But, yes, my sense is that Snowden is in touch with a number of people. He is a creature who lives on his computer. And this is the world he exists in. And he's online a lot, I think.

BLITZER: Because Mike Rogers is a former FBI agent, chairman of the House Intelligence Committee. For him to suggest that Snowden may have been an agent working for Russian intelligence from the very beginning, he must have some inkling of evidence to back that up, I suspect?

MAYER: Yes, that's why I think it's important this is someone with a very important title who's making these allegations. And he talked about clues, unspecified clues.

I called his office to see if I could get him to explain a little bit more, and he didn't want to discuss it. He wouldn't comment further. But what he is saying is not only denied by Snowden. It also is contradicted by several investigations. The FBI's been investigating and the NSA's been investigating. And the CIA has been investigating. They have all been looking for the possibility that Snowden's working with foreign governments. And at the moment, none of them have found evidence.

BLITZER: Were you surprised that Dianne Feinstein sort of said, I can't rule that out? She's the chair of the Senate Intelligence Committee.

MAYER: Yes, in some ways, though, when I called her office, they basically said she was just asking questions. They're not really saying she's standing by this.

In some way, she was being polite and saying, who knows? They were just -- it's interesting that they would float something so serious.

BLITZER: Yes. In the interview -- and I will put it up on the screen -- he also told you this.

He said: "No one has credibly shown any harm to national security. The president himself admitted both that changes are necessary and that he is certain the debate my actions started will make us stronger," although the president in that long interview with David Remnick in your magazine, he did say there was major damage to national security.

MAYER: He basically said that there was more damage than good that came out of it.

But he has, as Mr. Snowden is saying, said that it has provoked a debate that has been useful in this country. And what Snowden said to me was, I have brought the American public to the table. And he also said, if in fact he's smeared and his reputation is ruined, he said, if I end up in a ditch at the end of the day and reform comes out of this, then it will be worth it.

BLITZER: What Mike Rogers also says, he says if you take a look at the stuff that Snowden stole, some of it does deal with the privacy rights of the American public. But most of it, he says, deals with major military-related issues that only a country, let's say, like Russia or China would really find beneficial, had nothing to do with national security issues, if you will, privacy issues, if you will.

Did you get into that at all with him?

MAYER: Well, he -- the other thing is that we don't know. I'm not sure how he knows. But maybe he does. But we don't really know everything that Snowden took.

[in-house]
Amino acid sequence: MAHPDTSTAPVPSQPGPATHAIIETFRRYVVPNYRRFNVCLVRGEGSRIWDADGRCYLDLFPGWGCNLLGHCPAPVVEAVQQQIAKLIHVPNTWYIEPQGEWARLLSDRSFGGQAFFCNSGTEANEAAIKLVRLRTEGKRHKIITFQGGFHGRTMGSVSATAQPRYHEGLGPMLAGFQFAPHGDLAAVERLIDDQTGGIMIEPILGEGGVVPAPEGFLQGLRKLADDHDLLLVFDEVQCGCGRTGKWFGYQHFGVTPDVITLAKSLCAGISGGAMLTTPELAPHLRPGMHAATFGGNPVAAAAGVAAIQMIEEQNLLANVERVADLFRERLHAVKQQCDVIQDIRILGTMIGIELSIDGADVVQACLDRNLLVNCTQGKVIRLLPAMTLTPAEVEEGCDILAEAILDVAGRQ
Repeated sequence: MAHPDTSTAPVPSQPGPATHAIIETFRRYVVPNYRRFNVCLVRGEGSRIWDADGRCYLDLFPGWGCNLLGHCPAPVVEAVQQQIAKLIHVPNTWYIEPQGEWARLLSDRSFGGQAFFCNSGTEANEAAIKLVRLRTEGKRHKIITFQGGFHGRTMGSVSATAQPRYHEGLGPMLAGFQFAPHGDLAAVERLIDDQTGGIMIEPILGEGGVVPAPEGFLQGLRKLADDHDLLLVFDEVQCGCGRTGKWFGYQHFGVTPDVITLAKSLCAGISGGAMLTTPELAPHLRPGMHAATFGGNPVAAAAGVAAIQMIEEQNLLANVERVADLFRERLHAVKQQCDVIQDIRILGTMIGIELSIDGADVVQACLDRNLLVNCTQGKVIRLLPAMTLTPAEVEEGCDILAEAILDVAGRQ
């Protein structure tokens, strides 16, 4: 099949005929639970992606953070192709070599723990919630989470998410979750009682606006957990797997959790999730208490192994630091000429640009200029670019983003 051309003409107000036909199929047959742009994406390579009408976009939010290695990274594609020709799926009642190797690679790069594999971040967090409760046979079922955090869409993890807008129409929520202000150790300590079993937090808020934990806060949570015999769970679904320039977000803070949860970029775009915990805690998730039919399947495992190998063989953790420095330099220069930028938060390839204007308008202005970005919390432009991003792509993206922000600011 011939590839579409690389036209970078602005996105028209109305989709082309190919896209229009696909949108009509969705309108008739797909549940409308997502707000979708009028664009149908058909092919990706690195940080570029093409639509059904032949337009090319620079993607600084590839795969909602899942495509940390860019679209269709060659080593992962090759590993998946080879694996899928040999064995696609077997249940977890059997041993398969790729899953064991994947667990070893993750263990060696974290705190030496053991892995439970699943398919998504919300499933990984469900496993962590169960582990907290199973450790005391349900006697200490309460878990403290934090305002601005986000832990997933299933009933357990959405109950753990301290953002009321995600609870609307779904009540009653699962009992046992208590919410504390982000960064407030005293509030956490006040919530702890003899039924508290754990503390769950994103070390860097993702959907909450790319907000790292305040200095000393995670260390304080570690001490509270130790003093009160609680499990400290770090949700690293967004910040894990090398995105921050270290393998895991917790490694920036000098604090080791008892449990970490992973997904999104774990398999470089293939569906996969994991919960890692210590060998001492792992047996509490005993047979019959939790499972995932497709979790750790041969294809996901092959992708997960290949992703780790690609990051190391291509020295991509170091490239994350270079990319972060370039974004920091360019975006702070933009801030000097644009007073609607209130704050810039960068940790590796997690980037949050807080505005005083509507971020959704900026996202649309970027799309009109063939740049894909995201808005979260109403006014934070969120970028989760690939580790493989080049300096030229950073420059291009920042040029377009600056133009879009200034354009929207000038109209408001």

And what's been released so far really is focused on the privacy issue and has obviously broken into a tremendous debate all around the world.

BLITZER: Because Rogers says a lot of it deals with military hardware, stuff like that, sensitive information.

Here's another quote from your interview with Snowden about his own fate: "At least the American public has a seat at the table now. I end up disgraced in a ditch somewhere, but it helps the country, it will still be worth it."

MAYER: He really casts himself as kind of a martyr and a reformer. And maybe he's -- it's going to take time to figure out who he really is.

But I think there is no evidence that I know of or that has been presented to the American public that he is a spy or working with another country. He says, I'm working alone, I did this by myself, certainly not with another government.

BLITZER: Did anybody -- did he say under what circumstances he would come back to the United States?

MAYER: You know, I think he probably would love to come back if he weren't going to be spending the rest of his life in prison. But I think that I would be hard-pressed to -- if I were his lawyer, to tell him to come back right this minute.

BLITZER: Jane, good work.

MAYER: Thanks. Glad to be here.

BLITZER: Jane Mayer of "The New Yorker" magazine.

I know you're working on a book, too. Don't leave, yet, because we're going to talk about it in the commercial break. Stand by for a minute.

MAYER: All right.

BLITZER: All right.

Just ahead, years of brutal civil war, now disturbing new allegations of war crimes, allegations of mass torture, starvation and execution by the Syrian regime. Our own Christiane Amanpour is standing by to join us.


BLITZER: Defiant speeches, bitter exchanges marked an ominous start to the Syrian peace talks now under way in Switzerland.

They come amid disturbing new evidence of widespread torture, starvation and execution stemming from Syria's brutal civil war. We're about to see some graphic images that some viewers may find disturbing.

And Christiane Amanpour is joining us now.

Christiane, you had another amazing interview with the Russian prime minister, Dmitry Medvedev. I want to play this little clip and then we will discuss.


CHRISTIANE AMANPOUR, CNN CHIEF INTERNATIONAL CORRESPONDENT: And 100,000-plus people have been killed in the last three years in Syria. There is starvation in the land haunting many people. And there just doesn't seem to be any way out of this. What are your real hopes for this Geneva II conference this week? Do you think that there's really going to be some kind of solution?